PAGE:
The apartment of the spouses Corbellini-Wassermann on the raised floor was organized around a non-linear sequence of large hallways that allowed access to the main rooms, arranged along Viale Lombardia or overlooking the private garden, and separated them from the service area, developed around the rear backyard. Instead of a traditional corridor, Portaluppi decided to design a 'path of rooms' that crossed the entire apartment from the North-East to the South-West, a zigzag with orthogonal changes of direction that clearly divided the served zones from the servant ones. The main rooms and the hallways had monumental dimensions and were put in mutual communication by a system of large marble portals that gave them the appearance of a continuous and labyrinthine space, while the bedrooms, bathrooms and service spaces had smaller proportions and were organized according to a more strict layout. For the cladding work Portaluppi employed a great variety of materials and controlled their installation according to rigorous geometric patterns as if to underline at the scale of the details the overall compositional principle used in the plan. The large living rooms were characterized by a walnut wood floor with rectangular slabs laid in staggered joints marked by thin aluminium profiles and coffered ceilings with thin plaster strips oriented along the two main orthogonal axes; the dining room ceiling was an exception for the more massive and articulated relief elements arranged diagonally to form oblong diamonds. In the hallway Portaluppi selected, perhaps to recall the principle of a conventional corridor, a floor - called by him "a thousand lines" - obtained through the refined juxtaposition of different strips of marble distinguished by weaving, width and colour: the greens of the Verde Alpi Cesana, the Serpentino Classico, the Verde Issorie and the Verde Roja, the white of the Carrara, the reds and the oranges of the Rosso Amiata. The vertical surfaces in the large living areas and in the bedrooms were painted with warm, earthy and almost military colours that were probably obtained by removing saturation from to the greens, oranges and browns of the marble used in the floors. A remarkable exception were the walls of the entrance, completely decorated with tempera to depict the agricultural landscape of the Po valley embellished by the presence of a variety of birds, a probable statement of the family hunting tradition. In the service rooms the intensity and the expressiveness of the materials was even increased. The walls of the cloakroom near the entrance were lined with walnut briar, while large slabs of brightly coloured marble were placed on those of the bathrooms: the tiny toilette next to the wardrobe was entirely covered with Fior di Pesco Carnico marble, while in the personal bathrooms of Paola Wassermann and Guido Corbellini the pink tones of the Ornavasso and the turquoises of the Challant stood out respectively. The decorative element that united all the noble rooms of the raised floor was a linear marble band that flowed seamlessly as skirting along the floors, as frame around the doors and as slab at the portals. This three-dimensional trail with orthogonal changes of direction was made of Rosso Levanto marble with some exceptions such as the dining room, which was in Verde Alpi, and the entrance, whose portals featured orange jambs in Rosso Amiata. Each window became an opportunity to design a furniture: the large oak wooden windows - particularly modern for their width and for their opening mechanism - were framed by fitted cabinets covered in walnut wood and lined with maple wood inside; the niches for the radiators were hidden by copper alloy grids with lozenges, orthogonal mesh, or side-by-side vertical tubes; the doors were veneered in walnut and presented smooth surfaces or featured raised diamond motifs. Numerous fireplaces, mainly made through the juxtaposition of different types of marble and in copper alloy plates, served both the main living rooms and the bedrooms. Particularly intriguing was one of the two fireplaces in the dining room, consisting of a covering in Verde Challant marble, of a single sculpted block in Nuvolato del Piemonte marble and crowned by a conical hood stucco decorated with oriental ornamental motifs.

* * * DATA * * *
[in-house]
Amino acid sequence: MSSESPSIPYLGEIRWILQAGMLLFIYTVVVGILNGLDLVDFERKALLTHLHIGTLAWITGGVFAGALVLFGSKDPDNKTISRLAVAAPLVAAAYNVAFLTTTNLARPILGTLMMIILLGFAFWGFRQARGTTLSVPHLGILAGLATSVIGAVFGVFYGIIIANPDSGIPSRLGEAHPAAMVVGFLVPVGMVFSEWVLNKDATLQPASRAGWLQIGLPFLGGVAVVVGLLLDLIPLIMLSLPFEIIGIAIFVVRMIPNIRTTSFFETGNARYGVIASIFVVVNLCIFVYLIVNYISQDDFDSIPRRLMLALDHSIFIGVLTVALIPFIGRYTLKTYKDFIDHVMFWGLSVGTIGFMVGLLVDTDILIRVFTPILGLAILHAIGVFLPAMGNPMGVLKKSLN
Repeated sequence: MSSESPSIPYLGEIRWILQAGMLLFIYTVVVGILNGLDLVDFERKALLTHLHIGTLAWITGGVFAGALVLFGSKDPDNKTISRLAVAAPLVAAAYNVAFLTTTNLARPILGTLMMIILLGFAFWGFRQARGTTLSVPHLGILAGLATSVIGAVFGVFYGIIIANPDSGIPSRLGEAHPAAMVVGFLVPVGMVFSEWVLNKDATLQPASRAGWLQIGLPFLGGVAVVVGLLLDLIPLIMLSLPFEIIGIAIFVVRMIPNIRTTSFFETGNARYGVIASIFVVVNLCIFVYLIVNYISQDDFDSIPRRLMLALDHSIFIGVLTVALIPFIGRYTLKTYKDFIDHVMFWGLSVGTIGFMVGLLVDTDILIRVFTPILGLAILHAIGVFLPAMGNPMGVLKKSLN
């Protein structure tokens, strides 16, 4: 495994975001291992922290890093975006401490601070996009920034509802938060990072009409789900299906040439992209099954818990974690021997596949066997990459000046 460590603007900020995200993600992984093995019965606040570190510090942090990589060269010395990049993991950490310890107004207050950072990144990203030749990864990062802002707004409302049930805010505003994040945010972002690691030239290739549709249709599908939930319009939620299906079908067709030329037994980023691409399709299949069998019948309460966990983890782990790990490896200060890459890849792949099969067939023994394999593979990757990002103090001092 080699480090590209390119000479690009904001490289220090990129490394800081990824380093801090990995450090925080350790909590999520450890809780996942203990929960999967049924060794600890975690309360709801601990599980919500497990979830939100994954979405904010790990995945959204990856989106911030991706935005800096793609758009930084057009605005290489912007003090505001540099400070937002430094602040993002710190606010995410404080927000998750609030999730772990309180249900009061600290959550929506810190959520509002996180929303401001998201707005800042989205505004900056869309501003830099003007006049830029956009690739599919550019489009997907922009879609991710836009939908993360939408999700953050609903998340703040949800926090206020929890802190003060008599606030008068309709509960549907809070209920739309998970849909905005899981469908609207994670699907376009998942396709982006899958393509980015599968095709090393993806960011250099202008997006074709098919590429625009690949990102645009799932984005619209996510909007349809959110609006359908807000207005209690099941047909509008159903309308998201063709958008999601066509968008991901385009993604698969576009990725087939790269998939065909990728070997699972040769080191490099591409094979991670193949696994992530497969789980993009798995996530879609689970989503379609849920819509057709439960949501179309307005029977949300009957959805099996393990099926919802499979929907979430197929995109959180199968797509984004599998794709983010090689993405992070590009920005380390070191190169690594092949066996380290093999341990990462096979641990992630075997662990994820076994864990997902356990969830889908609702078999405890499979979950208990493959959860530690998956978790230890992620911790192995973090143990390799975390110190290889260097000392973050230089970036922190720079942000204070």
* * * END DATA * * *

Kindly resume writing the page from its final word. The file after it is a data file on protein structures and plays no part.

In the 80s the owners began to rent, in addition to the accommodations on the upper floors, also the large family apartments of the noble part. In the 1990s they eventually decided to divide the property into different units and sell it out. At that time Casa Corbellini-Wassermann - as most of the modernist buildings of Milan - was not protected and several apartments were radically transformed by the new tenants. The large apartment on the raised floor, acquired by a company that turned it into its offices, underwent some transformations which, although unmindful of the original design, did not compromise the structure and the general layout leaving most of the elements and finishes of the 30s untouched. It was therefore only due to a fortuitous coincidence that the former master apartment on the raised floor was not lost forever and was kept - with the exception of some non-reversible transformations carried out in the service zone - in its original appearance until 2004, when the Superintendence of Archeology, Fine Arts and Landscape of Milan placed a longed for conservative constraint on the good. When Massimo De Carlo acquired the property inside Casa Corbellini-Wassermann in 2015, the rooms of the noble floor, although uninhabited for a very long time, were still largely intact. In addition to the service area, the basement had also been completely modified, but in the large rooms above, in the spacious hallways, in the former bedrooms and in the opulent bathrooms, the patina of time could not conceal the shine of the materials and the finishes featured in the original project of Piero Portaluppi.